These slides provide general tips on improving your home office ergonomics, motivating yourself to take breaks and move, and appreciating the humor that exists during this time.

    Download
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Physical Wellness

Maintaining physical wellness relies on restful sleep, a nutritious diet and physical activity. The importance of staying physically well only increases during a community health emergency. But the unprecedented stressors, stay-at-home restrictions and ominous health risks of our current pandemic can make maintaining our physical wellness more challenging than ever. Here are some strategies for promoting physical wellness during these unique and difficult times:

  • Sleep: Good, consistent sleep is important to physical wellness. If sleep has been a struggle during this time, here are some strategies that may help.
  • Nutrition: Eating right is always easier said than done, and it’s especially difficult under these circumstances. Here are five ways to help feed you and your family a varied, nutritious diet that will support their growth and development, all while building healthy eating habits.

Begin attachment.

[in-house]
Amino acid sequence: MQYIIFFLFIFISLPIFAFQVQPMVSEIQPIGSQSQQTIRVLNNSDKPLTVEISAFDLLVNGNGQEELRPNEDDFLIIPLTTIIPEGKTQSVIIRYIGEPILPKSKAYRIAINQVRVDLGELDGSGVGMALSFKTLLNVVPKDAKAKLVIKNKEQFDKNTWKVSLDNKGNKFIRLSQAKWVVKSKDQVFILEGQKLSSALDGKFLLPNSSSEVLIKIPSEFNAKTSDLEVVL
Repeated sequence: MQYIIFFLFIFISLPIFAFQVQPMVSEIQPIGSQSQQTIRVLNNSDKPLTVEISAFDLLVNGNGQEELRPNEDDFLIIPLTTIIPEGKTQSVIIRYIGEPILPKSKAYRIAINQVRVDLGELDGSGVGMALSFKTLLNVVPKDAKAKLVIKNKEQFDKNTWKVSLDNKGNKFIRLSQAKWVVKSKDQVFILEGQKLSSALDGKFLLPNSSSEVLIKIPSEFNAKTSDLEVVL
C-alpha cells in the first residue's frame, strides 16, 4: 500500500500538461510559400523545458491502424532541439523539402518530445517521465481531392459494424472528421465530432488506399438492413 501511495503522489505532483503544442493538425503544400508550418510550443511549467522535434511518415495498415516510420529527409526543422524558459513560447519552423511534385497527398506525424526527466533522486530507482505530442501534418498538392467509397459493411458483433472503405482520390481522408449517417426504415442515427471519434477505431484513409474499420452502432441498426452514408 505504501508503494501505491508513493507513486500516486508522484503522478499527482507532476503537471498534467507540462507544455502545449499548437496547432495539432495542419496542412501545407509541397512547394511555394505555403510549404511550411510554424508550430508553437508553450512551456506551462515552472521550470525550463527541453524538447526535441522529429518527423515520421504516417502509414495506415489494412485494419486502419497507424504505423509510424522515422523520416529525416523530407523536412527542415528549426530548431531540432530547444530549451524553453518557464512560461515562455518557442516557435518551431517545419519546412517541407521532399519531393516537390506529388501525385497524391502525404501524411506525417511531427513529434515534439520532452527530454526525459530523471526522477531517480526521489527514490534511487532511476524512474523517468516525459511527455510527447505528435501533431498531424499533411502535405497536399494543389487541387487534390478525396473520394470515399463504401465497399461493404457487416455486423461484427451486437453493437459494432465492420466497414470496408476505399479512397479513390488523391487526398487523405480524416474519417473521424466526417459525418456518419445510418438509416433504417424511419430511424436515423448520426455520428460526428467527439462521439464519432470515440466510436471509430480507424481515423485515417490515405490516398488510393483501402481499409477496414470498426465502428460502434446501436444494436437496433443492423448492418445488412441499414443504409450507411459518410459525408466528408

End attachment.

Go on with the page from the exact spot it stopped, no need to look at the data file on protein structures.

• Exercise: Stuck for ideas on how to keep moving while stuck at home? University of Pittsburgh’s YouTube page: “Be Fit Pitt” features hundreds of short workout tutorials that you can do at home without equipment. Of course, these workouts aren’t for everyone. Any regular physical activity is beneficial: find something that you enjoy! You may even consider setting a reminder on your calendar to stand up and stretch or go for a quick walk.
  • Relaxation: Don’t forget to take care of yourself and relax! If winding down proves difficult, free guided meditation apps like Headspace may be a beneficial tool.
  • Eyesight: Many of us are spending a lot of time close to our laptops throughout the day. Prevent strain on your eyes by practicing the 20-20-20 rule: “When following the rule, a person takes a 20-second break from looking at a screen every 20 minutes. During the break, the person focuses on an object 20 feet away, which relaxes the eye muscles.”